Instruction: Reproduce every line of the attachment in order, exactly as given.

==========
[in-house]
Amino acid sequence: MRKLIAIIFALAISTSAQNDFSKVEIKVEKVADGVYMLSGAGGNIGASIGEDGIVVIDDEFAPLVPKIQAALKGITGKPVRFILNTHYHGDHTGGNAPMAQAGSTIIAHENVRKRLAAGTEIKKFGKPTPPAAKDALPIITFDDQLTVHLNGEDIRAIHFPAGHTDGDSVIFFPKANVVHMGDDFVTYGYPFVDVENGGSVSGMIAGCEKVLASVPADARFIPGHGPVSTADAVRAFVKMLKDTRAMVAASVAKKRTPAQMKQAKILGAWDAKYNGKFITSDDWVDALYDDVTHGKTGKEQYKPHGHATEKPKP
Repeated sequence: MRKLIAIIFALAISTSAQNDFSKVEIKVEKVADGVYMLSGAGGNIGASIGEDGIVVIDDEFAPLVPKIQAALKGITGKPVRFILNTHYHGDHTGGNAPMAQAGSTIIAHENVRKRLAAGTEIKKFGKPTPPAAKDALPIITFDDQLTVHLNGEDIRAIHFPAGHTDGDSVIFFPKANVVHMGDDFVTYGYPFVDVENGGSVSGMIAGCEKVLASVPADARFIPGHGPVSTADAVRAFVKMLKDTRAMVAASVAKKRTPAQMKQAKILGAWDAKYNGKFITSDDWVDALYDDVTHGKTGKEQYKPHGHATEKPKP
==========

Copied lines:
[in-house]
Amino acid sequence: MRKLIAIIFALAISTSAQNDFSKVEIKVEKVADGVYMLSGAGGNIGASIGEDGIVVIDDEFAPLVPKIQAALKGITGKPVRFILNTHYHGDHTGGNAPMAQAGSTIIAHENVRKRLAAGTEIKKFGKPTPPAAKDALPIITFDDQLTVHLNGEDIRAIHFPAGHTDGDSVIFFPKANVVHMGDDFVTYGYPFVDVENGGSVSGMIAGCEKVLASVPADARFIPGHGPVSTADAVRAFVKMLKDTRAMVAASVAKKRTPAQMKQAKILGAWDAKYNGKFITSDDWVDALYDDVTHGKTGKEQYKPHGHATEKPKP
Repeated sequence: MRKLIAIIFALAISTSAQNDFSKVEIKVEKVADGVYMLSGAGGNIGASIGEDGIVVIDDEFAPLVPKIQAALKGITGKPVRFILNTHYHGDHTGGNAPMAQAGSTIIAHENVRKRLAAGTEIKKFGKPTPPAAKDALPIITFDDQLTVHLNGEDIRAIHFPAGHTDGDSVIFFPKANVVHMGDDFVTYGYPFVDVENGGSVSGMIAGCEKVLASVPADARFIPGHGPVSTADAVRAFVKMLKDTRAMVAASVAKKRTPAQMKQAKILGAWDAKYNGKFITSDDWVDALYDDVTHGKTGKEQYKPHGHATEKPKP